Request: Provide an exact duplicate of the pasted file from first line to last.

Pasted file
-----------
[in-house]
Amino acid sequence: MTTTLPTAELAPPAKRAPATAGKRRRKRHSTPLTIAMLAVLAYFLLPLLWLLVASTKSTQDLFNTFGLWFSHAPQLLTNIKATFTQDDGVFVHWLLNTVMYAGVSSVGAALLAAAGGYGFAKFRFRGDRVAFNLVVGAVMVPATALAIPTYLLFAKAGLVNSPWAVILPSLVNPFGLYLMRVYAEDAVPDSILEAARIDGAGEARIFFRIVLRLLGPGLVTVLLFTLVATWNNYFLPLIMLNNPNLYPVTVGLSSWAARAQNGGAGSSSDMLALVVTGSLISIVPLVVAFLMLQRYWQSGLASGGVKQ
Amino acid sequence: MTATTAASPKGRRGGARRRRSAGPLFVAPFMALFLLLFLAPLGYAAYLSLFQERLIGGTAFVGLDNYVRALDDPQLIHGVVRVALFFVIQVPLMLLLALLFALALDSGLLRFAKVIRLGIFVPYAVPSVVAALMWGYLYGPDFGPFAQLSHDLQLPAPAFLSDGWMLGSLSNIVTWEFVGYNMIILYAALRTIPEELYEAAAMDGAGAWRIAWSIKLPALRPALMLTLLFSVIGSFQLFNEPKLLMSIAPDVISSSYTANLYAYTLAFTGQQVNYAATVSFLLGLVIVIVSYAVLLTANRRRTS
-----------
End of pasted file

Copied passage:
[in-house]
Amino acid sequence: MTTTLPTAELAPPAKRAPATAGKRRRKRHSTPLTIAMLAVLAYFLLPLLWLLVASTKSTQDLFNTFGLWFSHAPQLLTNIKATFTQDDGVFVHWLLNTVMYAGVSSVGAALLAAAGGYGFAKFRFRGDRVAFNLVVGAVMVPATALAIPTYLLFAKAGLVNSPWAVILPSLVNPFGLYLMRVYAEDAVPDSILEAARIDGAGEARIFFRIVLRLLGPGLVTVLLFTLVATWNNYFLPLIMLNNPNLYPVTVGLSSWAARAQNGGAGSSSDMLALVVTGSLISIVPLVVAFLMLQRYWQSGLASGGVKQ
Amino acid sequence: MTATTAASPKGRRGGARRRRSAGPLFVAPFMALFLLLFLAPLGYAAYLSLFQERLIGGTAFVGLDNYVRALDDPQLIHGVVRVALFFVIQVPLMLLLALLFALALDSGLLRFAKVIRLGIFVPYAVPSVVAALMWGYLYGPDFGPFAQLSHDLQLPAPAFLSDGWMLGSLSNIVTWEFVGYNMIILYAALRTIPEELYEAAAMDGAGAWRIAWSIKLPALRPALMLTLLFSVIGSFQLFNEPKLLMSIAPDVISSSYTANLYAYTLAFTGQQVNYAATVSFLLGLVIVIVSYAVLLTANRRRTS